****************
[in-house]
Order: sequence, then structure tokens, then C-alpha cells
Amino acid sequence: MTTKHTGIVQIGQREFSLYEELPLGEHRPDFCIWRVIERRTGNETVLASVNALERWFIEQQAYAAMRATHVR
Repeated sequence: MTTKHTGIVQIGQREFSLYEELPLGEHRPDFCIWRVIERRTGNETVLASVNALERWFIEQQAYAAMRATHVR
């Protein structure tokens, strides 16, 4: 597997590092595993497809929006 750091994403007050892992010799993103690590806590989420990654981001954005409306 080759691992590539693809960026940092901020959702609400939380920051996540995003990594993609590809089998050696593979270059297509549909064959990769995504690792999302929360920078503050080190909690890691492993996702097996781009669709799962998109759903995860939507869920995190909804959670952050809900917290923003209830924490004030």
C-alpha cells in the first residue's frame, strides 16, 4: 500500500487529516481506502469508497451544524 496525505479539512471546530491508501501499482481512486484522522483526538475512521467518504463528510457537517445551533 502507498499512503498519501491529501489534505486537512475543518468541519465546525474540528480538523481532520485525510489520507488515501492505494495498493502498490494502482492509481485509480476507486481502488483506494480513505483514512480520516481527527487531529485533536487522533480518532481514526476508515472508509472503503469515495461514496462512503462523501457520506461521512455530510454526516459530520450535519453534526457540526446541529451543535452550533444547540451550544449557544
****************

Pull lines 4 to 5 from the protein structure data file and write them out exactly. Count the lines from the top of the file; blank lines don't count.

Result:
Repeated sequence: MTTKHTGIVQIGQREFSLYEELPLGEHRPDFCIWRVIERRTGNETVLASVNALERWFIEQQAYAAMRATHVR
């Protein structure tokens, strides 16, 4: 597997590092595993497809929006 750091994403007050892992010799993103690590806590989420990654981001954005409306 080759691992590539693809960026940092901020959702609400939380920051996540995003990594993609590809089998050696593979270059297509549909064959990769995504690792999302929360920078503050080190909690890691492993996702097996781009669709799962998109759903995860939507869920995190909804959670952050809900917290923003209830924490004030």